Basketball Conditioning: Upper Body Strength Applications Before, During and After Practice

Basketball Conditioning: Upper Body Strength Applications Before, During and After Practice

By Dan Hutchison, MS, ATC, CSCS

Upper body strength for basketball athletes is essential for power and endurance applications on the court.  All aspects of the front, back and lateral shoulder complex are involved in offense (shooting, passing, dribbling) and defense (rebounding, post moves, defensive position, blocking shots) situations.  At the developmental level (i.e., high school and middle school), many times basketball athletes have minimal opportunities to enhance strength and power in the weight room setting, or are negated weight room space and time to out-of-season sports like football or baseball.  During practice, conditioning can and should involve upper body strengthening to enhance both power and stamina.  Resistance cord and body weight applications allow a multitude of movements to develop all aspects of the shoulders, chest and back muscles.

Basketball relies heavily on the ability to transition from a defensive movement to an offensive position, from linear motion to a change of direction, and from a power/explosive motion to an endurance type situation.  Similar to current fitness trends, by combining resistance applications with body weight movements, challenge both the muscular system and the metabolic (energy) systems.  Speed-endurance, as well as strength-endurance, are constantly being challenged during basketball movements.  The addition of simple movements during practice allow athletes the opportunity to continue to ‘build’ these speed-endurance and strength-endurance qualities.


Variable resistance cords allow athletes to understand the various movement patterns involved in both life and athletics.  We never push, pull or lift an object the same way every time….we push high or low, we pull at various angles, we press overhead, we lift objects from very low depths, and we do multiple tasks with one arm or one leg.  All of these variations can be performed with resistance cords at different resistances, angles, positions, and speeds.  Speed is an interesting component when using resistance cords especially for basketball players.  By timing the drill, athletes are forced to move the cord/band at higher intensities, which not only challenges the muscle system, but also the energy systems.  The deceleration components of variable resistance challenge body awareness, body control, and promote total body stability.  Loading and intensities can be manipulated easily, safely and consistently, so no two days/practices are the same.  This versatility gives the coach numerous options to strengthen all areas of the upper body, and be more specific for positions, i.e., post players, point guards, forwards.

The below exercises (see pictures) offer some options for basketball training applications using variable loading, as well as some training circuits to consider during practice.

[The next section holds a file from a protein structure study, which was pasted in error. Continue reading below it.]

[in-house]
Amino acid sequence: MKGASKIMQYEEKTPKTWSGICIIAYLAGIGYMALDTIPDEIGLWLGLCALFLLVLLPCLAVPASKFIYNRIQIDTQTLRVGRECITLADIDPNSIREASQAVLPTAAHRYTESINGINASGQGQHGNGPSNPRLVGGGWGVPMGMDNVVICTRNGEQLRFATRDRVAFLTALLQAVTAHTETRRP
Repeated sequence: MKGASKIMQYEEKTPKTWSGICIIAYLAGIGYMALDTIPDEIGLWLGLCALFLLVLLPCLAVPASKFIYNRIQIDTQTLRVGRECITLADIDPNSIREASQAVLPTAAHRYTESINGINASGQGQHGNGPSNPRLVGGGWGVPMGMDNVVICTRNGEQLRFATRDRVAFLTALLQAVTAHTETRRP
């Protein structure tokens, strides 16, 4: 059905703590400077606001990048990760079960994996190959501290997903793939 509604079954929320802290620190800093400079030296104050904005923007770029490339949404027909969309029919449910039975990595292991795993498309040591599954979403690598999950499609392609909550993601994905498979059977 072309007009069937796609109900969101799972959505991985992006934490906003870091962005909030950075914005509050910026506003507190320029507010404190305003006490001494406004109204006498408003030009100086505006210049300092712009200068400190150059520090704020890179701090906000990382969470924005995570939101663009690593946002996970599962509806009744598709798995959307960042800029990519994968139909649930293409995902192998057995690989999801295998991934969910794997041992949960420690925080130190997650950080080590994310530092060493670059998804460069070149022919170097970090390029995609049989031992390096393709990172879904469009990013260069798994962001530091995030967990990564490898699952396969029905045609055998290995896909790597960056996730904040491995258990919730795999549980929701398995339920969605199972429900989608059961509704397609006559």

• Chest Press (Double-arm and Single-arm)
    • The chest press stimulates the muscles of the chest, front shoulder and triceps. Strengthening these areas promote an increased range for shooting the basketball, as well as increased strength for passing, defensive play and rebounding.

  • Shoulder Press (Double-arm and Single-arm)
    • The shoulder press (sometimes refereed to as the Military Press) involves pressing the cords over the head. This exercise stimulates the front and lateral shoulder, which assist in shooting and rebounding.

  • Pulling or Rowing (Double-arm and Single-arm / High or Low anchoring point)
    • Pulling or rowing exercises stimulate the muscles of the back (posterior) shoulder, upper back, and biceps. Pulling exercises assist in stabilizing the shoulder which can assist in basketball related drills, as well as reducing the chance of injury if the athlete falls on an outstretched arm.

  • Rotational / Core Exercises
    • Stimulating the muscles surrounding the mid-section (abdominal area/low back area) assist in stabilizing the entire body during athletic movement. Standing rotations, diagonal lift and chop movements, as well as anti-rotational movements (bracing), give coaches and athletes numerous options for strengthening the ‘core’ during practice.

  • Example Practice Circuit:
    • Tri-Plex: For repetitions (Reps) or Time
      • Chest Press
      • Dribbling Drill
      • Squat Jump
    • Tri-Plex:
      • Resistance Cord Pulls/Rows
      • Defensive shuffle drill
      • Passing Drill
    • Quad-Plex:
      • Dribbling Drill
      • Shoulder Press
      • Rebounding Drill
      • Resistance Cord Rotations (Right/Left)

In summary, using various loading angles, positions, repetitions, times, and sequences offer coaches a unique ‘conditioning’ session that emphasizes strength, endurance, and skill-specific characteristics, as well as challenging balance and body awareness qualities.  Set-up and progressions are easy to work into practice on a regular basis, and keep athletes strong while working endurance capacities into fundamental development patterns.


“NBA Power Conditioning”, National Basketball Conditioning Coaches Association (NBCCA).  Human Kinetics, 1997.

Schelling, X., & Torres-Ronda, L. (2013). Conditioning for basketball: Quality and quantity of training. Strength & Conditioning Journal35(6), 89-94.

Schelling, X., & Torres-Ronda, L. (2016). An integrative approach to strength and neuromuscular power training for basketball. Strength & Conditioning Journal38(3), 72-80.